Johnson and Johnson’s (NYSE: JNJ) Covid-19 vaccine was halted by the Food and Drug Administration on Tuesday “out of an abundance of caution” after six women were diagnosed with a rare blood-clotting disorder.
“Right now, these adverse events appear to be extremely rare,” the FDA said in a joint statement with the Centers for Disease Control and Prevention. “COVID-19 vaccine safety is a top priority for the federal government, and we take all reports of health problems following COVID-19 vaccination very seriously.”
Approximately seven million people have been administered the Johnson & Johnson vaccine within the United States, additionally another nine million doses were shipped out, according to the Centers for Disease Control and Prevention.
“We are recommending a pause in the use of this vaccine out of an abundance of caution,” Dr. Peter Marks, director of the Food and Drug Administration’s Center for Biologics Evaluation and Research, and Dr. Anne Schuchat, principal deputy director of the C.D.C., said in a joint statement. “Right now, these adverse events appear to be extremely rare.”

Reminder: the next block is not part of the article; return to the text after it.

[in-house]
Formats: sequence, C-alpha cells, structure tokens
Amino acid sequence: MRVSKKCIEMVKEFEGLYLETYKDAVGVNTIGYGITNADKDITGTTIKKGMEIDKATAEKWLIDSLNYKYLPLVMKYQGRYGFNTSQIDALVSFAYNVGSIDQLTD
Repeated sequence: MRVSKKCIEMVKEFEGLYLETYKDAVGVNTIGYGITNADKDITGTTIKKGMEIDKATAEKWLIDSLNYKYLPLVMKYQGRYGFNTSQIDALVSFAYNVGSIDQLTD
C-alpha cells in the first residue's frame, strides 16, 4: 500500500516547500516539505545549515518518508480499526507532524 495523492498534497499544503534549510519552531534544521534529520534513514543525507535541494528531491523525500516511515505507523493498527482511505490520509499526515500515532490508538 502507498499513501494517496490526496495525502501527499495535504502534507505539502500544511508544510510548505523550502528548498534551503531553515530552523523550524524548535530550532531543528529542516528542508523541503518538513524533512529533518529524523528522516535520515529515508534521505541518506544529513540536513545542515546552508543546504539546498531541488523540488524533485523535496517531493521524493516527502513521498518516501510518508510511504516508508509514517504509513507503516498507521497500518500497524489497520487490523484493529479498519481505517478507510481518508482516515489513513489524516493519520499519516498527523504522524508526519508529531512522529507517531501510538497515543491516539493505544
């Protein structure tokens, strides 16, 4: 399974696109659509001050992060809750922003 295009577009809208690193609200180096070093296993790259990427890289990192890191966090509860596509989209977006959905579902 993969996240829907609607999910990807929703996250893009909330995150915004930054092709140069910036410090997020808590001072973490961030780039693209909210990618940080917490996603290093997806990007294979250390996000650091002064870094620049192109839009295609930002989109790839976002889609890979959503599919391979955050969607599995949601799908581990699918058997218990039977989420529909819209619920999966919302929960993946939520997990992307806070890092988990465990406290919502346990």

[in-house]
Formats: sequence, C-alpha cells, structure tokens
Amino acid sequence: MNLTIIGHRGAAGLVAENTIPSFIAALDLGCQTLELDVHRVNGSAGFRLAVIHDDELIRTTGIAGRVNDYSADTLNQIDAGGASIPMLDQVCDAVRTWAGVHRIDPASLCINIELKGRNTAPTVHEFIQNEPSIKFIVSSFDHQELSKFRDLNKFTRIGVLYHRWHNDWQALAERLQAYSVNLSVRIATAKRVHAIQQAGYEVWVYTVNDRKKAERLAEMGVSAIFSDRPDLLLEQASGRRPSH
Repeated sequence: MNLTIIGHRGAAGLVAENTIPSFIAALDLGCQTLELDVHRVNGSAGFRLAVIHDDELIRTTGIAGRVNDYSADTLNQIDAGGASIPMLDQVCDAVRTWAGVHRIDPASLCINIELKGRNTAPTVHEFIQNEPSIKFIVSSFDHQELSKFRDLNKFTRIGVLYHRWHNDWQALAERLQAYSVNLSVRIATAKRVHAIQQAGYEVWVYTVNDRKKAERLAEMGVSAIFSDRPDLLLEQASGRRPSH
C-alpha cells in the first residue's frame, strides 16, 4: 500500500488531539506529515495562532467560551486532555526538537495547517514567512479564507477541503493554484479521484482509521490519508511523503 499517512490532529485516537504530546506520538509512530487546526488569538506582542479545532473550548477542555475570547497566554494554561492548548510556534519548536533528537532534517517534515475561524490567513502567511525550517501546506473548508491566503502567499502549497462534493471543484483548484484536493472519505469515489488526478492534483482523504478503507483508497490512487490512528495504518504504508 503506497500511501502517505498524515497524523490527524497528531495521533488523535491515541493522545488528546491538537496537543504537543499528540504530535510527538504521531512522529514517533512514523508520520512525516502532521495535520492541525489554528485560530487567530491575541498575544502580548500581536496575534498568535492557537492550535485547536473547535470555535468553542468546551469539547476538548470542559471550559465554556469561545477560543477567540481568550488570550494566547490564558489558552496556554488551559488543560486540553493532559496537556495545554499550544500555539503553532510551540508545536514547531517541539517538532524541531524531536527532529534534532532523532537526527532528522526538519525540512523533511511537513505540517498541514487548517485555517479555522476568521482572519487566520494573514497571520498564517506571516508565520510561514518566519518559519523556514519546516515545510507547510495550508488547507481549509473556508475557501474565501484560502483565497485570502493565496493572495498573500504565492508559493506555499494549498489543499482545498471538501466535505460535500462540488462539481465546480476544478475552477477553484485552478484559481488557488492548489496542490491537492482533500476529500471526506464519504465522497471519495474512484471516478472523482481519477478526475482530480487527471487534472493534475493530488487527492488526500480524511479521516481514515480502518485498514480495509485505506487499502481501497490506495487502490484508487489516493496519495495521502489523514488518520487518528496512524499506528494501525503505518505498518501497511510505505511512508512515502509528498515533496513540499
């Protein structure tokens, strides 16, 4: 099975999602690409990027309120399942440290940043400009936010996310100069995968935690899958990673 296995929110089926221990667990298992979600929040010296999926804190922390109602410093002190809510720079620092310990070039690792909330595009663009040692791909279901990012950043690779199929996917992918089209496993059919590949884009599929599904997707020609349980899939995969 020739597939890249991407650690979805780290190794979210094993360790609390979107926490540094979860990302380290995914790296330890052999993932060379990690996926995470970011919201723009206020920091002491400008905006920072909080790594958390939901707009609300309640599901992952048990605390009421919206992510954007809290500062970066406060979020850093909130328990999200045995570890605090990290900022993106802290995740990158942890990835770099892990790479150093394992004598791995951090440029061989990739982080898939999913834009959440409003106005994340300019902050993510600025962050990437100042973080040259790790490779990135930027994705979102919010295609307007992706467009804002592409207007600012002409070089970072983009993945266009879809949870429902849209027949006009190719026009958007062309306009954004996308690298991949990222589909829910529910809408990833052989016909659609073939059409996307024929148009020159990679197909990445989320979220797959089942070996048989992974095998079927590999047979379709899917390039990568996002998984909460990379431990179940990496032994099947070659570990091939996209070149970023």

According to Jeffrey Zients, President Joe Biden’s Covid czar, the pause will not cause a “significant impact” on the overall goal to carry out 200 million Covid shots before Biden’s first 100 days in office.
“Based on actions taken by the President earlier this year, the United States has secured enough Pfizer and Moderna doses for 300 million Americans,” he said in a statement. “Over the last few weeks, we have made available more than 25 million doses of Pfizer and Moderna each week, and in fact this week we will make available 28 million doses of these vaccines.”